The Monster Princess


Written by D.J. MacHale, Illustrated by Alexandra Boiger

Aladdin, 2010

Our story began such a long time ago.

Or was it last week? We don’t really know.

This castle contains: Three princesses

Lala is a rugabee, which is a kind of small gnome, who lives in an underground cave and digs up krinkle nuts. More than anything, Lala wants to be a princess, so one day she leaves the cave to go on an adventure. She visits a nearby castle where three young princesses live and she sneaks into their room to try on their pretty dresses. When they return and scream at her, Lala explains that she just wanted a chance to dress up. The three princesses come up with a plan and they give her a makeover, dress her up in one of their finest gowns and bring her downstairs to the ball. But, not being used to walking in such a big dress, Lala falls down the stairs. Everyone laughs and the princesses send her away, telling her that she will never be anything but a monster. She goes back home, terribly unhappy, but realizes she needs to return the dress. On her way back, she sees the princesses being attacked by a wiffle (which is sort of a giant monster). She runs home and gets some krinkle nuts (which wiffles love) and uses them to save the princesses. They apologize for their actions and invite her to be a princess with them. Lala declines, as she’s proud and content to be exactly who she is.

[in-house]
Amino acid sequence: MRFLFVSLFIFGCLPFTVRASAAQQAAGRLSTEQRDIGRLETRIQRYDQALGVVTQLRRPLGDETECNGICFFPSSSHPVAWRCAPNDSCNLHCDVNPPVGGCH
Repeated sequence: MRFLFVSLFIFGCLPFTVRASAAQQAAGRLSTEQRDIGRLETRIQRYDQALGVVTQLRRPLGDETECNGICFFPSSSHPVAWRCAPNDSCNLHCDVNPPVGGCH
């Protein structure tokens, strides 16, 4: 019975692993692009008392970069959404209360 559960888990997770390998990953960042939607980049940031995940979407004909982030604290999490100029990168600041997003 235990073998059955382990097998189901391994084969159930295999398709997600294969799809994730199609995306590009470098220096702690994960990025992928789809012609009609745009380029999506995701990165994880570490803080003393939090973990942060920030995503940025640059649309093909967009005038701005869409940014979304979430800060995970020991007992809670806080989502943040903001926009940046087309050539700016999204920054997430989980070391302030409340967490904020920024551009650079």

How can you be afraid of something called a wiffle?

How can you be afraid of something called a wiffle?

This is the first picture book from D.J. MacHale, who is best known as the author of the Pendragon book series for young adults. The story is told in a rhyme scheme that doesn’t quite live up to other rhyming verse books that I’ve read recently. I did like the character of Lala and the way that she rises above the cruelty of the princesses and makes the decision to be contented with who she is, having realized that the title of ‘princess’ isn’t what makes you special.

Illustrator Alexandra Boiger draws Lala as spunky and adorable and you can’t help but root for her from the very beginning. The artwork, in pastels, contrasts the warm tidy cave where Lala lives and the cluttered and messy room that the princesses share. Ms. Boiger draws the princesses as lovely girls, which is a good choice, since there are plenty of mean people out there whose looks don’t give them away. I especially love Lala’s flowing green hair and cute little furry body. I think little girls will love this story about self-acceptance.

And what did we learn? What I take away from this book is that sometimes, when you get to see the reality of what you think you want, you realize you’ve already got it pretty good.


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